When the relation between Turkey and Russia was mended again, PYD’s ties with Moscow and Washington was affected. The YPG also crossed Euphrates river afterwards. Is it correct to say Moscow and Washington may stop supporting PYD for their improved ties with each other and with Turkey?


The PYD’s relationship with Moscow was always overstated. The PYD opened an office in Moscow in February 2016.  Lots of groups have offices in Moscow, I’m sure. Certainly, every country has an embassy there. So the fact that the PYD opened an office in Moscow really didn’t mean that much. For sure, it did have a certain symbolic importance. It showed that Moscow recognized the PYD  -- at least enough to allow it to open an office. But on practical grounds, what did the PYD really get from that? So I wouldn’t say that Turkey’s new closeness to Russia led to a change in Russia-PYD relations. But Turkey’s new relationship with Moscow did make it easier for Turkey to operate inside Syria, which is important.




Kurdish public opinion somehow believe that Russia and the US betrayed kurds. Is there a betrayal? Is US and Russia have another partner now? 


Let’s start with Russia. Russia hasn’t betrayed the Kurds because Russia hasn’t really given the Kurds anything. There’s nothing to betray. The US, of course, has done a lot for the YPG. The US has provided enormous support to the YPG over the past year and half, to the point of giving military training and weapons, placing special forces on the ground. Right now, I don’t see the relationship changing. The YPG remains very important to the US and to the fight against ISIS. The US hasn’t promised the Kurds anything either beyond military support right now. There’s been no promise of support for Rojava as a political entity. In fact, over the same period, the US didn’t back allowing the PYD to join the Geneva talks. Salih Muslim can’t get a visa to the US – although other people from the Rojava administration have visited the US over the past year.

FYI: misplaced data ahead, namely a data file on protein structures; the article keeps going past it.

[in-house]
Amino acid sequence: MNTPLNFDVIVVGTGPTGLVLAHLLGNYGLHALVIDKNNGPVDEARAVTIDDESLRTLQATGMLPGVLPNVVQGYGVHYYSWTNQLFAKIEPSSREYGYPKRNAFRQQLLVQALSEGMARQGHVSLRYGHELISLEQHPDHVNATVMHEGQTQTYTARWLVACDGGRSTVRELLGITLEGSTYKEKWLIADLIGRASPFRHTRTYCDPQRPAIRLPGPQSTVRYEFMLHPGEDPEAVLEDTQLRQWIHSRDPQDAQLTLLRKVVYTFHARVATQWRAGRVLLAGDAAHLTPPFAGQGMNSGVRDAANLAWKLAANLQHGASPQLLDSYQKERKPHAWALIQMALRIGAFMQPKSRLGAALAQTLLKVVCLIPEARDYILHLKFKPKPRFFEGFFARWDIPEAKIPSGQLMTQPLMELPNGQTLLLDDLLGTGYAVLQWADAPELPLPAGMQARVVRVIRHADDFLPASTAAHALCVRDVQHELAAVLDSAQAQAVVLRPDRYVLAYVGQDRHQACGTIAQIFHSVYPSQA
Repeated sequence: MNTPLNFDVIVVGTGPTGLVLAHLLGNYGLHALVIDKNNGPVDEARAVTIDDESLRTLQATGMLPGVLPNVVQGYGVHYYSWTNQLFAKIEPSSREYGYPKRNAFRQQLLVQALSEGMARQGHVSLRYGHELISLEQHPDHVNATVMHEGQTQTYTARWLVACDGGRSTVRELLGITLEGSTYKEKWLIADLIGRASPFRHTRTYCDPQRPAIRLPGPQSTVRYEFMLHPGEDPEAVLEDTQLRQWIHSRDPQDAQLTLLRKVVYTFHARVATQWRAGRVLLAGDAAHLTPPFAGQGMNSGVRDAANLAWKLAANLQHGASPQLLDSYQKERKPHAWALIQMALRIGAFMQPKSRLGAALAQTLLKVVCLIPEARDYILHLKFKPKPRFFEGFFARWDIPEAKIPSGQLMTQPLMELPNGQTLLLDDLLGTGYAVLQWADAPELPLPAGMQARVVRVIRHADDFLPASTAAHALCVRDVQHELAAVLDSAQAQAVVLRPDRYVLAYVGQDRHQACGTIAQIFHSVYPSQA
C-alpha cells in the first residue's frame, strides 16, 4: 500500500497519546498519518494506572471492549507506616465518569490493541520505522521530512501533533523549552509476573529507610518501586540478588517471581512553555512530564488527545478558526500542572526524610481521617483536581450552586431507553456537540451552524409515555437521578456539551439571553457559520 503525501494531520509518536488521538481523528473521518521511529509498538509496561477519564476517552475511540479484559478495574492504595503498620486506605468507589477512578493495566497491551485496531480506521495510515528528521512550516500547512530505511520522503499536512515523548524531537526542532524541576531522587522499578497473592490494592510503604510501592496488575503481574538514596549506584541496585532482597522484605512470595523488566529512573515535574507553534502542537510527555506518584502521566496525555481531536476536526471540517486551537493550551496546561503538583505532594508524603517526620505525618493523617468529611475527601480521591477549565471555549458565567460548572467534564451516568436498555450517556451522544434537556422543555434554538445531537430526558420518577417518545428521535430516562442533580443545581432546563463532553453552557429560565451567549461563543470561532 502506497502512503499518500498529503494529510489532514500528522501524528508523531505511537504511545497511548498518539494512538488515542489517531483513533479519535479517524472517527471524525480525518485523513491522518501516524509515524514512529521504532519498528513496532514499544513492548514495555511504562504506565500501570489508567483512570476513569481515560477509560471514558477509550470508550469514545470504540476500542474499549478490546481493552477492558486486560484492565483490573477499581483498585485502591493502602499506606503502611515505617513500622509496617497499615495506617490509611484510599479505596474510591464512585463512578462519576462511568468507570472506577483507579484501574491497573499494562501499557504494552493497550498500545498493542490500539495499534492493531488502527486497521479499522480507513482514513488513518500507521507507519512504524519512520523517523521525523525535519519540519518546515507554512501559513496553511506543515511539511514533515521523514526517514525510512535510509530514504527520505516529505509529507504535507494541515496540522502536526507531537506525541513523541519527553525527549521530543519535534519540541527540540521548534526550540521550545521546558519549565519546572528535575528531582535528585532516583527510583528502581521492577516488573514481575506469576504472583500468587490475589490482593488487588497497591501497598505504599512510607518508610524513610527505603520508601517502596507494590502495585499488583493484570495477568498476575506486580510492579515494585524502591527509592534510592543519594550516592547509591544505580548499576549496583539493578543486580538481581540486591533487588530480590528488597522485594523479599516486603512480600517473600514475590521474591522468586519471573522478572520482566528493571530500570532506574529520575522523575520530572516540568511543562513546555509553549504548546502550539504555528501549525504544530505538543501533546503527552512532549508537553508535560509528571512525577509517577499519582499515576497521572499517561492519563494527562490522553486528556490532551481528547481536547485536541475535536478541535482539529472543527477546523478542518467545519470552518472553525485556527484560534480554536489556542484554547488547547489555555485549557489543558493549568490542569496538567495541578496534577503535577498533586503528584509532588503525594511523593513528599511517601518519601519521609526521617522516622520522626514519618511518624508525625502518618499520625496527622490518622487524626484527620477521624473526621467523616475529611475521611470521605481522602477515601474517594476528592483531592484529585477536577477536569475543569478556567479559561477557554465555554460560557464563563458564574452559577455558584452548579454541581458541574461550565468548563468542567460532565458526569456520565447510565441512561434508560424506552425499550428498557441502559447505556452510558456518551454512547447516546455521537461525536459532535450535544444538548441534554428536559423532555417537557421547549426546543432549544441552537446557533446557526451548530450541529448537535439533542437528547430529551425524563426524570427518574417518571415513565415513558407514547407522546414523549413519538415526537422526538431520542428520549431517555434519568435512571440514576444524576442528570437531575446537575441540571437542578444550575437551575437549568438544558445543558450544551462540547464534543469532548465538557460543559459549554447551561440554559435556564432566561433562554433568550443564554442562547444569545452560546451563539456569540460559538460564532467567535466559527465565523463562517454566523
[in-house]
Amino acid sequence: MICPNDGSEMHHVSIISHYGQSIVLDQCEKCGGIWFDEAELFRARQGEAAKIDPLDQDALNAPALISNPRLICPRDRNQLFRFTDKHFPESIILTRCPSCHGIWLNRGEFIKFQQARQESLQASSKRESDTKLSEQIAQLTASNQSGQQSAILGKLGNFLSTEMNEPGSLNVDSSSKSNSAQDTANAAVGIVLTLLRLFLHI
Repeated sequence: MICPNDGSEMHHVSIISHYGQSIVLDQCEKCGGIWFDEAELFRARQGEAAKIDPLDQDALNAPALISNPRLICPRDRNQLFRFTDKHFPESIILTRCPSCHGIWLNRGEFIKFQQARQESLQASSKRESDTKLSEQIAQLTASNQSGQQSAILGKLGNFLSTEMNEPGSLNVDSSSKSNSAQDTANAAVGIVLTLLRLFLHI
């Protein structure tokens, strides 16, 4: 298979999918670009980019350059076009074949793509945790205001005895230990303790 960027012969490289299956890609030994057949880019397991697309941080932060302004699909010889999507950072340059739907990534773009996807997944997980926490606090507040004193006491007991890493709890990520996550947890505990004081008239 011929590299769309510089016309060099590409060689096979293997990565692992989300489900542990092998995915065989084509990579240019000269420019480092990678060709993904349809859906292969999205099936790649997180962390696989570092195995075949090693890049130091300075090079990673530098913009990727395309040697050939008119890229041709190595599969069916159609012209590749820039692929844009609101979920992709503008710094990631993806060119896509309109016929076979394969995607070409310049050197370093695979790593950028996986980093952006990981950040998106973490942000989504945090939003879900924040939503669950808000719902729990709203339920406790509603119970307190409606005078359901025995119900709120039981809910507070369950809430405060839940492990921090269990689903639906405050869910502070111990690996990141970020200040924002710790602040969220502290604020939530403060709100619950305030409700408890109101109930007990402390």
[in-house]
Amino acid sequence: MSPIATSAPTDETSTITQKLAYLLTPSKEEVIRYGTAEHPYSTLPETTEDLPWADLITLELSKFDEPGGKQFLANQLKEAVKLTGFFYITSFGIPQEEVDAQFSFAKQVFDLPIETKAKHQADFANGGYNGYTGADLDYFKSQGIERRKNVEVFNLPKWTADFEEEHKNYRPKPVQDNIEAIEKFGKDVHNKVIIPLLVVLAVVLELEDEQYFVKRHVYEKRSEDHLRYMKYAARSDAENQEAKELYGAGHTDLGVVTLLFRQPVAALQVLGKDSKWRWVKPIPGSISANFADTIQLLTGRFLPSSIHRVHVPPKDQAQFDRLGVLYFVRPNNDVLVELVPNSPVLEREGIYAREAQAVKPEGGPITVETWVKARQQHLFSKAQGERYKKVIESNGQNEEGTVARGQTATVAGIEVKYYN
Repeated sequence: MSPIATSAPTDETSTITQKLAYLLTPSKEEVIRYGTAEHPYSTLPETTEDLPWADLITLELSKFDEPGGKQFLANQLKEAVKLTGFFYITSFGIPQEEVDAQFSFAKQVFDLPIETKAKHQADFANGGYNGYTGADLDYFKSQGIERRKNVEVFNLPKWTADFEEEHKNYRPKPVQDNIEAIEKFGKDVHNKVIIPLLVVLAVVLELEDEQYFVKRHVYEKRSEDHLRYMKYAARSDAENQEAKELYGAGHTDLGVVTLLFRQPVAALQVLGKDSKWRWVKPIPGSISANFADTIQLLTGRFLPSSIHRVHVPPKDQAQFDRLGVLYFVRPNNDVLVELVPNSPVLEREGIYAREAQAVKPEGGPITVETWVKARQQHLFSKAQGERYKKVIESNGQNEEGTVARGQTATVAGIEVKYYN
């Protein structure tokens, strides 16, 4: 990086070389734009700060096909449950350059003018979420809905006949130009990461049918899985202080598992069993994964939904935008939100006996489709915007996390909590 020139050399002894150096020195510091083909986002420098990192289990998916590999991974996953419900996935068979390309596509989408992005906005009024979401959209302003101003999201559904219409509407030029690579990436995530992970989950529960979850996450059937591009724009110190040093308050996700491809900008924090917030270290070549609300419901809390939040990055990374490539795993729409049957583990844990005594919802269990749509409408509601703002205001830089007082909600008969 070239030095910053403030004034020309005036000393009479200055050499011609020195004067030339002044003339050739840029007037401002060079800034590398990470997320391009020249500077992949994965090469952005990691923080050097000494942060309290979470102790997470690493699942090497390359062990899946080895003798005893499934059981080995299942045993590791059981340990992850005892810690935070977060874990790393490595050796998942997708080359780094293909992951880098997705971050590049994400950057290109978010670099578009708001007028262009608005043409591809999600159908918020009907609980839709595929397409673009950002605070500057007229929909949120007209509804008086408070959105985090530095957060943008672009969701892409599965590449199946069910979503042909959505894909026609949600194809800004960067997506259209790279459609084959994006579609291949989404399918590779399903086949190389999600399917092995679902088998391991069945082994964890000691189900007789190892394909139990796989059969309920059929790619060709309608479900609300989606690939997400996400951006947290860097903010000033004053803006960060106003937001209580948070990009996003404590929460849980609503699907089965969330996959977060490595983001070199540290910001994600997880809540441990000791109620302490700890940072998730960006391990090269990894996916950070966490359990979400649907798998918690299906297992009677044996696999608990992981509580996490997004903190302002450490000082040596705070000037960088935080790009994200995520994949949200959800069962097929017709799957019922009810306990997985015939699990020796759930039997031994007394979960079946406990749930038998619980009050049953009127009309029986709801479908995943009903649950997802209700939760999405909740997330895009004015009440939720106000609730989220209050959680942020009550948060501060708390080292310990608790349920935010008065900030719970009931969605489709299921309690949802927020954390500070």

Overall, the US gave military support, and withheld political support for the PYD.  The US didn’t offer any practical support – like medical aid, or food – for the areas the PYD controls. Political support – official talks, US involvement – is needed in order to stabilize Rojava and in order to make clear to the Syrian Kurds that their fight against ISIS is a fight that the US really values.




PYD is being criticized for violating human rights in the areas under its control, can it overshadow the Russia and US attitudes towards PYD?


Certainly, there are a lot of critics of the PYD and how it runs Rojava. There are legitimate claims of non-PYD politicians being harassed and being forcibly expelled. I met Ibrahim Biro two days after he was kicked out of Rojava by the PYD. He was detained in Qamishla, taken to the border, and sent to Iraqi Kurdistan and warned that he better not return. He said he was basically threatened with being cut up into pieces if he did try to return. This type of political intolerance is unacceptable. There are other criticisms as well.